An Apology Aboard HMS Sevco

imageGood Afternoon.

Every now and then The Clumpany gets the distinct impression that a lot of Sevco fans carry a particular image around in their heads.

A grand image that looks something like the famous scene aboard the USS Missouri at the end of the Second World War, where – in front of a large crowd – the Japanese humbly and formally surrendered.

Only in Sevconian minds the image is of all the ‘enemies’ of the ‘club’ being made to grovel and apologise for the way they mistreated it, victimised it, and subjected it to kangaroo court-style justice over recent years.

They feel that everything that has happened to the two Ibrox ‘clubs’ is ‘someone else’s fault’, that an apology is due, and that ONE DAY IT WILL COME.

It is of course a monsoon of pish.

Nonsense of the highest order.

For the only way you can arrive at such a warped perspective is if you really believe that a football ‘club’ exists in the ether and entirely separately from real-world decisions, transactions and responsibilities [apart from winning trophies, naturally!].

And is entirely independent of any actions undertaken by any person ever associated with it.

I call it ‘existing in the ether’ but you might also call it a ‘moral vacuum’.

It’s a truly crazy world-view that pays no heed to events or indeed any notion of rationality.

It may have escaped some People’s attention, but regardless of whether they think a ‘club’ exists in the ether, there is such a thing as a rulebook. [I will leave discussion of the law – and particularly how liquidation really does mean death – for another day].

And the rulebook is quite clear that the actions of a ‘club’ and the people associated with it are regulated.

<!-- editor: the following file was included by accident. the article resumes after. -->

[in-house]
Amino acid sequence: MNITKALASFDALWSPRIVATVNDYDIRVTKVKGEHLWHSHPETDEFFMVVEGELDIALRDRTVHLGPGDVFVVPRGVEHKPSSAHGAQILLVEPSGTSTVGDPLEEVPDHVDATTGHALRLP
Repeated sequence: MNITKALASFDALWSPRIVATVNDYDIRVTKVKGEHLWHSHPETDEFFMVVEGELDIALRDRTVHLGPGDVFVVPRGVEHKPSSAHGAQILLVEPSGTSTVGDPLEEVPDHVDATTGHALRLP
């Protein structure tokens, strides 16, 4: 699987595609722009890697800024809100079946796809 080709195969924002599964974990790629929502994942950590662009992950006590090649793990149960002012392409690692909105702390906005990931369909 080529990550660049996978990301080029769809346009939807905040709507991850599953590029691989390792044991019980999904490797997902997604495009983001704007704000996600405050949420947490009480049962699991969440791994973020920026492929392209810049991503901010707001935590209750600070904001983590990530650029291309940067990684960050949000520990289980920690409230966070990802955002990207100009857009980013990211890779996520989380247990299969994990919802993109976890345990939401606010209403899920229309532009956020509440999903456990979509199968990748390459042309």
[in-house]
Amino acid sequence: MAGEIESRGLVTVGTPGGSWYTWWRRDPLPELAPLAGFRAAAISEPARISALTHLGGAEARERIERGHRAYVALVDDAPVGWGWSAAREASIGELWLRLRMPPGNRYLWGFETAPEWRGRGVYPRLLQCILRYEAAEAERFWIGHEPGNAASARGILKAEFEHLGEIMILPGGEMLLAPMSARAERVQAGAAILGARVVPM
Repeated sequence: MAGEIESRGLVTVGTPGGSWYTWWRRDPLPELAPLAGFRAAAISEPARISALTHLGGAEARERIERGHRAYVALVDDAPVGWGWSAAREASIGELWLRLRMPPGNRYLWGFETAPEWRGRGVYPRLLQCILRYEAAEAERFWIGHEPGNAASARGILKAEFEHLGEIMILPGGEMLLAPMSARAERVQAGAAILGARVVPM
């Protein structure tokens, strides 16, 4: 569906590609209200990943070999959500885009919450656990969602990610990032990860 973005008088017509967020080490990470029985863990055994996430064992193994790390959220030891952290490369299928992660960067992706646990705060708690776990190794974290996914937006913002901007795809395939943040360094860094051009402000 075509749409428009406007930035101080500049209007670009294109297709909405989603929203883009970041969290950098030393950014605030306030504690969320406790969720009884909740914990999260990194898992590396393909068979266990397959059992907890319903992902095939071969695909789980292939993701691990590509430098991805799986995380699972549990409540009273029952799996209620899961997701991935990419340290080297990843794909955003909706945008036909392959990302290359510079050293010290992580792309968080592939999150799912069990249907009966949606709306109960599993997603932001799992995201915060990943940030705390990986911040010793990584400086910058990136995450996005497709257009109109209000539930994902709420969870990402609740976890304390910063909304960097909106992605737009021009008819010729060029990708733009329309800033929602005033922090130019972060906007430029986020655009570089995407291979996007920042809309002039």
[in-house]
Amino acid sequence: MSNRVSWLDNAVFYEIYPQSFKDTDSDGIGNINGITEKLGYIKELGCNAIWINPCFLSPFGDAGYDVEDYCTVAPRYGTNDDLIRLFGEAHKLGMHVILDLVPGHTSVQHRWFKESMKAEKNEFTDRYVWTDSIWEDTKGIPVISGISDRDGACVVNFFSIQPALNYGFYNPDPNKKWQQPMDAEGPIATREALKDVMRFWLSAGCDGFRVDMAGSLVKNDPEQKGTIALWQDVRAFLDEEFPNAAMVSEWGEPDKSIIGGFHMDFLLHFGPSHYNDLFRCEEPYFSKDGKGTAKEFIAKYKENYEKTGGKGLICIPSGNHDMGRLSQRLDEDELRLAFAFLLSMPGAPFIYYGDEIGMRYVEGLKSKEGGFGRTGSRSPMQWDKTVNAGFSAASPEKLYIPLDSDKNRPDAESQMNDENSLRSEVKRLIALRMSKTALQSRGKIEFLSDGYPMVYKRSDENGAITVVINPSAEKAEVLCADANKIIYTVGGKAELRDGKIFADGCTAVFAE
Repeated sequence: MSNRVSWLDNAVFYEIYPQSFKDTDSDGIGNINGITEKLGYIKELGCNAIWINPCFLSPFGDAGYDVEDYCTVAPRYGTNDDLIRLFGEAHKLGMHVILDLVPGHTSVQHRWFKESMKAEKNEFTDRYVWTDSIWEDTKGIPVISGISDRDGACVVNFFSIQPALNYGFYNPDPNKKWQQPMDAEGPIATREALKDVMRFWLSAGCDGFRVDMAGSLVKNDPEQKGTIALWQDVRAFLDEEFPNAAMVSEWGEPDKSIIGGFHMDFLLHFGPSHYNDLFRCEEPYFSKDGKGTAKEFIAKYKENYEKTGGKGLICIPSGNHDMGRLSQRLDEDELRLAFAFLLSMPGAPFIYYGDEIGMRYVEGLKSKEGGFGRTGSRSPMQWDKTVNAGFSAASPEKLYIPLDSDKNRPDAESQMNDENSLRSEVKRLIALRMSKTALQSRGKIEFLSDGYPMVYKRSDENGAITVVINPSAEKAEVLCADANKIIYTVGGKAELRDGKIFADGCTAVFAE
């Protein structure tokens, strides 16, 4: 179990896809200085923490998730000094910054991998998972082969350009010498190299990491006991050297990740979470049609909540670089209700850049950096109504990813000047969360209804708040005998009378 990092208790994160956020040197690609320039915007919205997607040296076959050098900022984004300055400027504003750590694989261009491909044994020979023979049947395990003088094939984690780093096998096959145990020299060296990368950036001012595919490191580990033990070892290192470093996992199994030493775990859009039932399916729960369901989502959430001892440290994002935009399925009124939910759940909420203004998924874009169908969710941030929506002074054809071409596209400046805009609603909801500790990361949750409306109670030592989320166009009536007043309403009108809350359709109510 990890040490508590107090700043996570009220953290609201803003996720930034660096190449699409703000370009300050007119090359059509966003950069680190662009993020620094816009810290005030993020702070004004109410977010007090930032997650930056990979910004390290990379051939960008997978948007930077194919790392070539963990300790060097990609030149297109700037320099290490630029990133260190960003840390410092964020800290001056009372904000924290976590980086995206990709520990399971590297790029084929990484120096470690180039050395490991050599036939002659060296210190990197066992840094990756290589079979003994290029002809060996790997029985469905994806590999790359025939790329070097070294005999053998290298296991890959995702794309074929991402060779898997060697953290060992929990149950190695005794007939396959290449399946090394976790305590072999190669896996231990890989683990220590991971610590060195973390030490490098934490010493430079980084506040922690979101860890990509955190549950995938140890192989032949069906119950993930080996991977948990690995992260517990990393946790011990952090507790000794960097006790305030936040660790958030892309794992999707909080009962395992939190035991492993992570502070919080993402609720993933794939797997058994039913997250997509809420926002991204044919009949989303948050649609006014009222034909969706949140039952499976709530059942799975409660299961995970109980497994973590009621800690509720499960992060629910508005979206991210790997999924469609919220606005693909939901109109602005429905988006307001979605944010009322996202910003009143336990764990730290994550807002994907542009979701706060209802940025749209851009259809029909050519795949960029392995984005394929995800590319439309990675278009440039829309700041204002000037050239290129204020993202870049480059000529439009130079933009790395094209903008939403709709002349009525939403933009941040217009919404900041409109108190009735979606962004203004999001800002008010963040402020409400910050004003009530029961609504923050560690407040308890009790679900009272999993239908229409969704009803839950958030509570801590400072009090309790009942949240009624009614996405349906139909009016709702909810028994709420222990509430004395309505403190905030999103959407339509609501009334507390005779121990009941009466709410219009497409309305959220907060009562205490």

So certain actions have consequences.

If you didn’t have that set-up in place, you wouldn’t have a sport, and you certainly wouldn’t ever have the hope of a level-playing field.

And so it was – for example – that the SFA’s Judicial Panel in 2012 found Rangers Football Club guilty of an offence just short of match fixing when it – as an employer – had not been paying taxes during the course of season 2011-12.

Yes those decisions over the payment of taxes were taken by individuals.

But they were officers of the ‘club’ and if they weren’t in post doing their job, no one at the ‘club’ would get recruited or paid.

There would simply be a void.

The Panel found that an offence had been committed – an offence which gave Rangers an advantage over competitors who had been paying taxes.

And imposed sanctions.

On the club.

In whose name the offences had been committed.

Which is entirely reasonable.

And on a wider note, when Rangers went to the wall, it was also entirely reasonable the new ‘club’ was required to apply for membership of the SFA and League.

There was no victimisation of the ‘club’.

The officers of the new club were required to follow some rules. Without which the game would be a free-for-all, with all sorts of entities coming and going into unstructured competitions without so much as a by-your-leave.

It really isn’t difficult to understand!

Of course, if we look beyond issues of how the governing bodies behaved towards Rangers and then Sevco, there is one factor which means that the fans will be waiting an awfully long time for an apology.

The calamity of liquidation which befell Rangers (with all its consequences) was entirely self-inflicted.

Various owners and officers of the ‘club’ -without whom there would have been no ‘club’ in the first place – took numerous decisions over the years which may have won trophies, but which resulted in Rangers running out of money and coming into conflict with the taxman.

Rangers thereby ended up breaking numerous rules and being told “enough is enough” by its creditors.

Its creditors.

The club’s creditors.

Not the creditors of Craig Whye.

The club’s creditors.

I hope that’s clear enough.

Finally, should they still feel the need to play the ‘victim card’, fans of Sevco might like to reflect upon the way the rules were bent to allow the new ‘club’ to obtain a hitherto-unknown ‘conditional membership’ of the SFA in 2012.

And how it was fast-tracked into the league ahead of other potential candidates.

They should consider themselves very fortunate that they have a ‘club’ to support in senior football at all.

In fact they should probably offer all concerned a massive vote of thanks.


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